May 4, 2002
The Scent of Magnolia
Jean The Birdman
Boy With The Gun
Rooms of Sixteen Shimmers
Cover Me With Flowers
Zero Landmine/Forbidden Colours
Review from Philadelphia City Paper, 2 May 2002
DAVID SYLVIAN – The Secrets of His Beehive by A.D. Amorosi
David Sylvian enters a new age.
Since his days with Japan (the late-’70s to early-’80s new romanticists turned fretless ambient glam alchemists), David Sylvian’s music has come shockingly alive with abstract expressionist prose conveying loss and love without wallow or wane.
“There was a very simple attempt to write of experiences that relate to the interior life, a mixture of the emotional, psychological, spiritual and possibly the archetypal,” writes Sylvian in an e-mail, from his current home in the foothills of the New England forests, about the genesis of his solo career.
“I wanted, then, to be as truthful about my own experience as a member of this human race — the doubt, optimism, pessimism, the constant re-evaluations and questioning, the negative attributes and the positive — whilst at the same time speaking of the longings, yearnings for what I’d describe as an ultimate truth. Divine truth.”
Nothing much has changed for or with Sylvian in that respect, except that life has blessed him with the repeated experience of divine love. Alluding (perhaps) to his recently discovered Buddhist nature, the happiness of marriage and children, and his first ever tour of the United States (though he moved to this country from England ten years ago), he writes: “All this has made the journey clearer and better defined.”
The cream of pop’s avant garde — Bill Frisell, Nicola Alesini, Ryuichi Sakamoto, Robert Fripp, Holgar Czukay — appeared on Sylvian’s earliest Eurocentric solo works, Gone to Earth, Secrets of the Beehive and The First Day. These records showed as much discord as they did drive-by romanticism and a desire for the spiritual awakening he seems to have located — an awakening that allowed his narrative deconstructionist nature to bend with his sun-dappled and ethereal music without losing the weight of experiment. Still, Sylvian is not comfortable, per se. “I think ‘psychic well-being’ might be overstating the case. … There are always disruptions, eruptions, corruptions…. ‘Discomfort’ is closer to the truth; because as you walk along this path you see clearly the depths of your delusions, being forced to face issues that are anything but comforting. I am supported by family, teachings, guru’s grace, work. Put it this way, I couldn’t make it alone.”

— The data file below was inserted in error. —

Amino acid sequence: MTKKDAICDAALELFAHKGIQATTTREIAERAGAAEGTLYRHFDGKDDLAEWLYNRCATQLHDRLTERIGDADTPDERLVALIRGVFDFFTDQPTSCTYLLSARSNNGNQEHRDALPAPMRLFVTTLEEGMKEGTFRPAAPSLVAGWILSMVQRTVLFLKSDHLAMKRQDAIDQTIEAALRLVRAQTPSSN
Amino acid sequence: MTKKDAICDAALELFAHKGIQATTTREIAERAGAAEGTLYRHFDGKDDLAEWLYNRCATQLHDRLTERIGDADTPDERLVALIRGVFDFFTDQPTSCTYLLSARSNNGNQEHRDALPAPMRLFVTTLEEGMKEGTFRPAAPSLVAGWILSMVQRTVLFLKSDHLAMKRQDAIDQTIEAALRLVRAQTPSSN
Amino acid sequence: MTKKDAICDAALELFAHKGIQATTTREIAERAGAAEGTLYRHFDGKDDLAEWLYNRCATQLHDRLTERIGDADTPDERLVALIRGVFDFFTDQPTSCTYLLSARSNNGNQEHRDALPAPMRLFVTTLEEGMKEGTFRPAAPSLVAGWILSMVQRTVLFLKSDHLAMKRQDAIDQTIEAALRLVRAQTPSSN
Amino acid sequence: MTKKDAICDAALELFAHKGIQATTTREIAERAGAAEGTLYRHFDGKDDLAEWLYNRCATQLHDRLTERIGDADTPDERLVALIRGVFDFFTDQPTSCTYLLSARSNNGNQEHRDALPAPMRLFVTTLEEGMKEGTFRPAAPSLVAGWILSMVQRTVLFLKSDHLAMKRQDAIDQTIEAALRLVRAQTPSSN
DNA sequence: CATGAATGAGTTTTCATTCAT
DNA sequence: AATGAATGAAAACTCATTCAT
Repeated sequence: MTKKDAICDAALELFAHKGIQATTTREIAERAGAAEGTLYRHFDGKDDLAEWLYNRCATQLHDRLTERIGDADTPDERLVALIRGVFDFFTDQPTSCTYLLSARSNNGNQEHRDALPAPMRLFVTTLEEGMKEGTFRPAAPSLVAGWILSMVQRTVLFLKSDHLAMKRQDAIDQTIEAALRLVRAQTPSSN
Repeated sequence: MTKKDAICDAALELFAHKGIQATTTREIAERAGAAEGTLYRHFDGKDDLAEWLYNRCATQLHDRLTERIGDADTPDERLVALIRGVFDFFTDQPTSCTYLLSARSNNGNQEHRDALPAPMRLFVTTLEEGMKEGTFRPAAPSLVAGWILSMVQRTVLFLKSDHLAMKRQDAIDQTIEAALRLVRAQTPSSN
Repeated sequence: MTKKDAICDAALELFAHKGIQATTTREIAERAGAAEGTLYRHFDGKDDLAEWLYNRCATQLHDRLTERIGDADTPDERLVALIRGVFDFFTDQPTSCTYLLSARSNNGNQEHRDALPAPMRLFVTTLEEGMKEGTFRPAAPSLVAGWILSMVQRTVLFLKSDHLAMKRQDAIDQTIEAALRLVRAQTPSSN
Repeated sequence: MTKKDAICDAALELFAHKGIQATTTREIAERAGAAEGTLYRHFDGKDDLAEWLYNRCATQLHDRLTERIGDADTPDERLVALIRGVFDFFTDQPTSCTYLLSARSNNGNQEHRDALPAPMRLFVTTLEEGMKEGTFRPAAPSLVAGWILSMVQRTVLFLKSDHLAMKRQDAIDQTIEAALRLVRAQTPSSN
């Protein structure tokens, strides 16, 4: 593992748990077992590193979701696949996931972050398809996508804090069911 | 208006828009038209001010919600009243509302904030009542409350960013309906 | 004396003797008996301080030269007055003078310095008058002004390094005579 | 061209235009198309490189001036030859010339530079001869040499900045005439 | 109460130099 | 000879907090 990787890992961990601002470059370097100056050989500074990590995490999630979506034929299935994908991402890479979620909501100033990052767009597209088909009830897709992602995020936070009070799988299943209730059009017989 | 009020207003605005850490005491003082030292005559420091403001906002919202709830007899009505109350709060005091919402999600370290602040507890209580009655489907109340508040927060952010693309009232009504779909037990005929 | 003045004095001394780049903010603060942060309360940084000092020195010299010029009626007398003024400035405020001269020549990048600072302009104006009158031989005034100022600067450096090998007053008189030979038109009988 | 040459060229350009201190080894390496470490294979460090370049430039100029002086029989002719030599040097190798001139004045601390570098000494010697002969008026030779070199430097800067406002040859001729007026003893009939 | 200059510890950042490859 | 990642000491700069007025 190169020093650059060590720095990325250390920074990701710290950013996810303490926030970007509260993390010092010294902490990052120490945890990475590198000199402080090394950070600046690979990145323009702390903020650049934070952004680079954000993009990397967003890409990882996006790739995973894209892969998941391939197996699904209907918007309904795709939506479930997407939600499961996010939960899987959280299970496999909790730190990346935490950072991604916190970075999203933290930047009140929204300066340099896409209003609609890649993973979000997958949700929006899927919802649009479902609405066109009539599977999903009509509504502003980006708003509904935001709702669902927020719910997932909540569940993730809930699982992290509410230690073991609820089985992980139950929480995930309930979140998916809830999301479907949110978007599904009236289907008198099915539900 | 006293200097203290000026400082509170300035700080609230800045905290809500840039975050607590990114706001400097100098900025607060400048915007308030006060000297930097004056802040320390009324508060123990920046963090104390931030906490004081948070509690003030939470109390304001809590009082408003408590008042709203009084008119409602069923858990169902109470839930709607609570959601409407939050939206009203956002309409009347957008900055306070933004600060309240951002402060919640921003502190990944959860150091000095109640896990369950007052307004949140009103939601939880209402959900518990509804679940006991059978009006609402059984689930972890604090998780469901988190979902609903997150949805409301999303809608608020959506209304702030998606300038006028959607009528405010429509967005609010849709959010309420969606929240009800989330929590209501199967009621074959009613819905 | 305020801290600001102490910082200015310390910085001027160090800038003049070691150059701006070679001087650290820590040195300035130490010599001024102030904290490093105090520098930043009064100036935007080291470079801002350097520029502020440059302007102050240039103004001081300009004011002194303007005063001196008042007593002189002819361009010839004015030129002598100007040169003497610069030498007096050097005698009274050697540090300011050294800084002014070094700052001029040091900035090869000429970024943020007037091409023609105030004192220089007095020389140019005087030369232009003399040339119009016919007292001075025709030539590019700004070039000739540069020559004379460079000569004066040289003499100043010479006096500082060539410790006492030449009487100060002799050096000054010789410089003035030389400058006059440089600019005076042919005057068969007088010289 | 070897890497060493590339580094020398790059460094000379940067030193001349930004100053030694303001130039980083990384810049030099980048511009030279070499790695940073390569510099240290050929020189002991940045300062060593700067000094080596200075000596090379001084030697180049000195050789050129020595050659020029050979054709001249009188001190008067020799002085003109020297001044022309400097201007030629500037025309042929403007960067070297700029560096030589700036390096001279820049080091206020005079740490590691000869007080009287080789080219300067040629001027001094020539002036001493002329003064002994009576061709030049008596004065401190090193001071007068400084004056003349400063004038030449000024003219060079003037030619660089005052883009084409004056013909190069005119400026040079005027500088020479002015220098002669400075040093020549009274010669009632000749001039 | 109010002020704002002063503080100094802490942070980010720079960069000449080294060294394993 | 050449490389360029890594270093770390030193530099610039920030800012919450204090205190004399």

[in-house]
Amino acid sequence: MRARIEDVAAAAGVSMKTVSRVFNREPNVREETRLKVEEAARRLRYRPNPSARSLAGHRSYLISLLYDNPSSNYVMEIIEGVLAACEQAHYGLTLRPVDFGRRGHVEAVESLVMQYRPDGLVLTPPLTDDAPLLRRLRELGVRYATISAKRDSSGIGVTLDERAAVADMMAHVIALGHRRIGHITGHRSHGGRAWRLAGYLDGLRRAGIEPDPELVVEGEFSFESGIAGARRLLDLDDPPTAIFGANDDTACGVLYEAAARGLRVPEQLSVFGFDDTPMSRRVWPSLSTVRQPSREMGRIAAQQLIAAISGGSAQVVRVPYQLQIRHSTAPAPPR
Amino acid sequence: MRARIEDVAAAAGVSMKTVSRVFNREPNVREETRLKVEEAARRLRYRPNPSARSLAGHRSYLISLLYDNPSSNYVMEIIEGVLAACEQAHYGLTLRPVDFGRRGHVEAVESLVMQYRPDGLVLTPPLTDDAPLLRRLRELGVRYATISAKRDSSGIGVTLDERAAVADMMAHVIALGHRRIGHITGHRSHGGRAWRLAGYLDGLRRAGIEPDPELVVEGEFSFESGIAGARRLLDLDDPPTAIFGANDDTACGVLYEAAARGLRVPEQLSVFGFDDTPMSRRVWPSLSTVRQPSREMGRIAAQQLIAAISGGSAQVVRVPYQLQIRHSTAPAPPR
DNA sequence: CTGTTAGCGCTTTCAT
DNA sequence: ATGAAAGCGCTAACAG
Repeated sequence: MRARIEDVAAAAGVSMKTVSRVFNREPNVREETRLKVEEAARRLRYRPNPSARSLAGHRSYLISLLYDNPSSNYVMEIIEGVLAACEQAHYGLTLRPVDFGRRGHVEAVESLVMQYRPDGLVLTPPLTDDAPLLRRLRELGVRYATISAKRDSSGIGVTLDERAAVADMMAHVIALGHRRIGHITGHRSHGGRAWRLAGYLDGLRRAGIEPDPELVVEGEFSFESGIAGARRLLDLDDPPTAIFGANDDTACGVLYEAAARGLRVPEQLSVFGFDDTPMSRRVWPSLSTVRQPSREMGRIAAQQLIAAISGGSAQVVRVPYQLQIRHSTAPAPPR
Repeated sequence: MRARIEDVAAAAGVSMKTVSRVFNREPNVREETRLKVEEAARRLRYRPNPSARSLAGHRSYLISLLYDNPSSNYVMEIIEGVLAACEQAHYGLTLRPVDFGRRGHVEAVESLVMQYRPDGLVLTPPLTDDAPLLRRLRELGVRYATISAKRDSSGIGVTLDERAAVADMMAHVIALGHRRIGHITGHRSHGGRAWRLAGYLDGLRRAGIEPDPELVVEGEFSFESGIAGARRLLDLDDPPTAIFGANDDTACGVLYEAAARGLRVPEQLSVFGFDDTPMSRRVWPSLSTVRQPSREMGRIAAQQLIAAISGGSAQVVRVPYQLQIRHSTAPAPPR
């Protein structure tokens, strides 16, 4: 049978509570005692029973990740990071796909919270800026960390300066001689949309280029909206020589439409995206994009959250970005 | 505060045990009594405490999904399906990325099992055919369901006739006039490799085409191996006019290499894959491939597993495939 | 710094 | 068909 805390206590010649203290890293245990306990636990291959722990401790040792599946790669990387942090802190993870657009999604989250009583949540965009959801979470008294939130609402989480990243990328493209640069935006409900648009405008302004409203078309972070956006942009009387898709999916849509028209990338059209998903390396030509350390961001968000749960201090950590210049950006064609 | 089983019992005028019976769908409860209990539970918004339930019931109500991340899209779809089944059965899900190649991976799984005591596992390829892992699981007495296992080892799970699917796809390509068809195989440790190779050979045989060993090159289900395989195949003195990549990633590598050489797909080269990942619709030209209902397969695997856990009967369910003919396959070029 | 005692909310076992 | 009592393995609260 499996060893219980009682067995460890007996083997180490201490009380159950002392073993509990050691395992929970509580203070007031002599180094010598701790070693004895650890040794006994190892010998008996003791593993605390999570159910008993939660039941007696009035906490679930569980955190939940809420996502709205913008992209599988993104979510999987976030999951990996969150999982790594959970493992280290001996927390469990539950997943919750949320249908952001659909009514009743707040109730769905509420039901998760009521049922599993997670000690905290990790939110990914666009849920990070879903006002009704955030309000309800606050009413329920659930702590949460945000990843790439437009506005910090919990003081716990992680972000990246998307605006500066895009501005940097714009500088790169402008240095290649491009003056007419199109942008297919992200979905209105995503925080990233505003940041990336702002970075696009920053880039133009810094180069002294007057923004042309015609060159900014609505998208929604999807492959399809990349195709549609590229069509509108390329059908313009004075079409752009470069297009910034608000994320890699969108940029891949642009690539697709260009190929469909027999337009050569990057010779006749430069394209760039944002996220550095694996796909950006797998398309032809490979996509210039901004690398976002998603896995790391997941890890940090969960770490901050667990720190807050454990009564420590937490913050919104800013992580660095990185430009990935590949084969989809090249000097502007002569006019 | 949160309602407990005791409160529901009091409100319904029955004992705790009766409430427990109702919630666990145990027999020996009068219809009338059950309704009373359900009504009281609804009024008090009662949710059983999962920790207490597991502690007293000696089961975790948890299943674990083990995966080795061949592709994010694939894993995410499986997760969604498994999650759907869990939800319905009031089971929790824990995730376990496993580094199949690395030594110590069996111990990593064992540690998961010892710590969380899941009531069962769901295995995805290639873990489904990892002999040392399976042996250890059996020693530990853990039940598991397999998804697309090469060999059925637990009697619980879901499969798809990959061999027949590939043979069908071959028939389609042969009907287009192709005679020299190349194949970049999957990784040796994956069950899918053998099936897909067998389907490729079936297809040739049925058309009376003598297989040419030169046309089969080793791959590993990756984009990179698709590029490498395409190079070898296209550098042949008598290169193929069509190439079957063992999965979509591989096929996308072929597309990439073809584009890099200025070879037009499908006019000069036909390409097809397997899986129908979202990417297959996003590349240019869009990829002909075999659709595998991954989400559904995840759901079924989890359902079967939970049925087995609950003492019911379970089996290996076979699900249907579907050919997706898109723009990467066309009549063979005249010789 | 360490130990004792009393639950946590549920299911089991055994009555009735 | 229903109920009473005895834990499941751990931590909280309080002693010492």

But his life — what with having married collaborator Ingrid Chavez, now acting on the experimental nature of his music with exhibits of his prodigious photographic/ video/film work — has led him to his present introspection and retrospection, a wryly titled compilation of vocal moments, Everything and Nothing (Virgin), and a brand-new compilation of rarely heard instrumentals, Camphor (EMI), that are surprisingly cohesive and dynamic.
“The title Camphor makes reference to the properties that that particular substance has. It is used in religious rituals, an offering of the light/flame. It too has healing properties. I see an analogy here with the goals of my own music and the arts in general.” Sylvian’s sound, especially as found on Everything’s newest moments, has become wildly rough-hewn and impressionistic, a dusky contrast to the Baudelairian electro-neo-fusion of his earlier works. This curious edginess is due to his homemade studio and its production qualities. It is also part of a emancipatory process, a “glorifying in the liberation of being contract-free and all that means psychologically.
“I’ve been under contract my entire adult life,” writes Sylvian, who signed with Japan to Virgin back in the ’80s. “I’m enjoying the positive aspects of that reality — yes, I pinch myself every so often — an important end of one phase and beginning of another.” And for his first-ever genuine tour? “There’s absolutely no commercial reason to be out there right now, but as far as I’m concerned it makes an odd sort of logic to be doing it regardless.” That Sylvian takes on 20 years of most-holy music with such abandon, is, in itself, a miracle. That audiences can witness his constant mothlike transference live should prove to be a like a beehive bursting with sweet, unpure honey, equal doses grace and graininess.
Review by Paul van Rijn:
You have to understand that I have been a fan of Japan since when they started out, after which I have been following the musical careerpaths of all the individual members. I have never had the opportunity to see DS live for the 20 or so years I have been listening to his music. So this was a real treat! The concert definityly lived up to the expectation I had, given that DS is such a perfectionalist . The band was great, and I have to say that Tim Young and Matt Cooper were especially great. The playlist covered all stages of his career and I liked how they did these wonderful different versions of Ghost, Nightporter and Forbidden colors. DS appeared to be very relaxed and enjoying himself, even smiling at times. I definitly had a great time. The TLA is not very big but the place was filled up and the crowd was very appreciative. The encores were Nightporter and Red Guitar.